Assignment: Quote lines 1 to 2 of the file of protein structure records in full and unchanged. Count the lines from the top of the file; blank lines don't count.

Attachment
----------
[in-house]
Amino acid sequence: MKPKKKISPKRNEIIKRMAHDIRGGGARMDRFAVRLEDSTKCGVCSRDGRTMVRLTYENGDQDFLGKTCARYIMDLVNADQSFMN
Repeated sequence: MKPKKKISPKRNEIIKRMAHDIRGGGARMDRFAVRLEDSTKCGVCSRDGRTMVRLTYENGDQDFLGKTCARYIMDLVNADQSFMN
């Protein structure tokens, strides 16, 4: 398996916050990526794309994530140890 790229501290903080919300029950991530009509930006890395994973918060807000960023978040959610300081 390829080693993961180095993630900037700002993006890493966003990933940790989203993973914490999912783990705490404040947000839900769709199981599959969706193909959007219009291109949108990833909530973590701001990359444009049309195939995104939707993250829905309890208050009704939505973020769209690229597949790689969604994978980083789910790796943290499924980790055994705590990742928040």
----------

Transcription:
[in-house]
Amino acid sequence: MKPKKKISPKRNEIIKRMAHDIRGGGARMDRFAVRLEDSTKCGVCSRDGRTMVRLTYENGDQDFLGKTCARYIMDLVNADQSFMN